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Haiku Hero

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Direct in Action

In one swift smooth movement to

Draw, slay, sheathe the sword.



Indirect in Speech

What is meant remains unsaid

In one thousand words



Lucius Alexander


The palindromedary notes Lucius has been playing the Legend of Five Rings Role Playing Game

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As I understand it, in Japan they do NOT adhere to a strict 5/7/5 count of syllables. I think that was perhaps an attempt to carry over into the Occident rules that pertained to number of brushstrokes or somesuch?


I think that might be because what we consider a Haiku in English not not really a Haiku. First, we say 5/7/5 syllables but syllables are not actually an important feature in Japanese; moras are. To illustrate the difference lets take a simple 1 syllable word that is actually composed of two moras: "I". This word is the combination of the two distinct sounds of [a] and . Each component accounts for a single mora and, had they not been put together, could count as a single syllable on their own. But as they were put together, they count as a single syllable in English. This, however is not true in Japanese. They would still be counted as being two distinct moras. So, the 5/7/5 rule is a rule for moras, not Syllables. Next, we also think of the Haiku as always being 5/7/5 but this is only half true. The original form is 5/7/5/7/7 repeated. There are also various other forms but that one (those two) are the more popular ones. 


As to the modern western take on them being far to light hearted and joking, that I think is both true and not true. Now a days I don't think anyone in Japan creates Haiku as a real past time but in the early days the 5/7/5/7/7 was actually part of various drinking games. People would get into contests while drinking to continue a Haiku and one-up the previous person. It would normally be 1 person creating 1 line or 1 half (5 vs 5/7/5: 7 vs 7/7). And they would continue this until someone could no longer think of one. I know there was a famous author (I don't know his name) who collected a variety of these in a travel book. Some of which are a bit lude but almost always funny or "poetic". Another famous one was Matsuo Basho but I don't think I have ever read any of his work: Wiki for Matsuo


Intrigued he was

to quench his thirst

the google he sought


answers a plenty there were

but what question do they match?


the wiki was grand

many details without end

where do the lies lay?


La Rose. 

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Though the heat we learn

All the joys of a cool breeze

A seed is planted


Mountains glowing red

A tussle of the cool wind

One leaf's journey


Snow falls silently

What lies beneath is unknown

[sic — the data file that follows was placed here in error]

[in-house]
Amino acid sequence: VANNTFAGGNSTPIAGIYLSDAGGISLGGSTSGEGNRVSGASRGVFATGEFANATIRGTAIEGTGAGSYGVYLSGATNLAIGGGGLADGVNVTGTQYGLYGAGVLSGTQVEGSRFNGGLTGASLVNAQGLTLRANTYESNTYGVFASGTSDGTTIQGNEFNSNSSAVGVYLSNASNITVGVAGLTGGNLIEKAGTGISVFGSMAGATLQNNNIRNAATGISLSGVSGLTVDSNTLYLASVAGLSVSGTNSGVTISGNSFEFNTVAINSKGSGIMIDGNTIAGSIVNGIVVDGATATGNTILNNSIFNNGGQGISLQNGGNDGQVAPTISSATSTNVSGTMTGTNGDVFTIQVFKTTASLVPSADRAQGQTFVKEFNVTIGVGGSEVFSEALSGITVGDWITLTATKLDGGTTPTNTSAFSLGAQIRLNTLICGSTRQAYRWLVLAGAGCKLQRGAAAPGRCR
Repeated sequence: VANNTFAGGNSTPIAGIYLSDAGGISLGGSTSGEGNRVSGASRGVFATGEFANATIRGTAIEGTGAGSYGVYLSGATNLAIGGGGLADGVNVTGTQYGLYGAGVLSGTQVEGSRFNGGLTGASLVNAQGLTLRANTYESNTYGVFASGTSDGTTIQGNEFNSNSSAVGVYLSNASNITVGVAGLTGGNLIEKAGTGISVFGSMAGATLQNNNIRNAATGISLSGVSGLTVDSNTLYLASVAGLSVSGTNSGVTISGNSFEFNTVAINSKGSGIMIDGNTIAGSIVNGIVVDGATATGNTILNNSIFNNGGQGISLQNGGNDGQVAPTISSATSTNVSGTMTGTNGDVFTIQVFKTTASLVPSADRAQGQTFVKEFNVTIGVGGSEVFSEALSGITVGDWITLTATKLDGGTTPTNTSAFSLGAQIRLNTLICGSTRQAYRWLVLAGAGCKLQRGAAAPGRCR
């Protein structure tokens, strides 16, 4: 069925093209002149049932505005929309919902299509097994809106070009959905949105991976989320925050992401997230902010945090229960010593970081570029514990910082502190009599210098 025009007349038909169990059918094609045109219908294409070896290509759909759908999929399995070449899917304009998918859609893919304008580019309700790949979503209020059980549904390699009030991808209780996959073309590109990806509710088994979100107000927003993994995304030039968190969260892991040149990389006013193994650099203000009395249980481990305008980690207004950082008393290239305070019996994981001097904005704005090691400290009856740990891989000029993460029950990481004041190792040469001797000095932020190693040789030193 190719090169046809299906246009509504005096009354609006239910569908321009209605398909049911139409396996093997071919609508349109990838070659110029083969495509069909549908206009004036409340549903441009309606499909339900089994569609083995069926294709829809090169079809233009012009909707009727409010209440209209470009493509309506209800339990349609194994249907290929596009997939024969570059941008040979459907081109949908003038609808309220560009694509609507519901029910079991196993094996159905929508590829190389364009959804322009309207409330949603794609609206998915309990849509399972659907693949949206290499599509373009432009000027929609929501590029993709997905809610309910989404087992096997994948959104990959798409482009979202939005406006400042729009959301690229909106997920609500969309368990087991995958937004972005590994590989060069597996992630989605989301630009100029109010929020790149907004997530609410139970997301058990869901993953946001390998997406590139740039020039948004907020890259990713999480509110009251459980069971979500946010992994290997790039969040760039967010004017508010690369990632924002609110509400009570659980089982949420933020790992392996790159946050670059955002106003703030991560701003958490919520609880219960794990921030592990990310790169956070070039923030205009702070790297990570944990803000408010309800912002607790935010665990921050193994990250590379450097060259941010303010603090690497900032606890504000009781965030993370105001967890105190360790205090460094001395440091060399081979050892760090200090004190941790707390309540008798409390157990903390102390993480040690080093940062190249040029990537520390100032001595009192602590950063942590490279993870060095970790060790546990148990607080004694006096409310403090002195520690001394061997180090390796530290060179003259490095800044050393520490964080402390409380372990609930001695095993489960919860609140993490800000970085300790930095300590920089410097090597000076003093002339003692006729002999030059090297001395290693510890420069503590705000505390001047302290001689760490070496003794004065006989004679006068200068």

Sparks of life await


Strong is their desire

Patiently they have waited

All will see them now 


A reprieve they give

The sun's heat you needn't know

A love given form


La Rose. 

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There are several benefits to doing this all in Japanese: no articles, no need for pronouns, no need to use plurals, and verb stems are just as good as fully expressed verbs. Granted, because they count moras and not syllables there is less room. 


La Rose. 

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I believe I mentioned playing Legend of Five Rings? These are from an online conversation I had with my friend Mike who is running the game.



This one confesses

Much of this game's appeal is

Excuse for haiku


Eight character traits

Two for each element but

None for emptiness



Only fifteen years

No wonder we know so little

Our lives barely begun


Will this one take vows

With shaven head go to serve

in some Shinto shrine?


Where the Kami call

This one will surely follow

As leaf obeys wind




I'm running out of haikuness. Haikuitude?




Lucius Alexander


The palindromedary says I have more around here somewhere that I wrote down....

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The day's deeds are done,

Sweat cascades off his brow,

Tears flow from his heart. 


A restless night awaits him,

Countless faces now haunt him. 




Dawn's light reveals all,

The faults of man obscene,

Souls reach out to him,


Etched in his heart their names,

But in time all names are lost. 




The roses are red

However, violets are blue

I'm La Rose, not you. 


La Rose. 

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A special one for our person who always mentions palidromes.


Live not on evil.


Evil, a sin, is alive.

Lived as a devil.


Have fun Lucious.


P.S. Credit to Dalibor Drekic over at palidromist.org

I can't reputize

This haiku of palindromes

To match its value


I give you my thanks.

I only wish that I had

Thought of it before.


Lucius Alexander


Well mounted I ride

My palindromedary

Even through haiku

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Re: Haiku Hero

Who can sail away

With no wind, no oars, no tears

For one left ashore?


It is I who can

Sail with no wind, no oars, but

Not without weeping.


Lucius Alexander


The palindromedary asks if I was trying to quote or edit.

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From darkness below

The ore is brought forth from Earth

This is the First Ring


Forge it into steel

The transforming power of Fire

This is the Second Ring


The bellows breathing

The work is rooted in Air

This is the Third Ring


Tempering the blade

Heat and light quenched in Water

This is the Fourth Ring


In the bushi's hand

Liberation of the sword

No rules bind the Last Ring




Lucius Alexander


Beyond rings

No rules bind the palindromedary

Taglines flow freely

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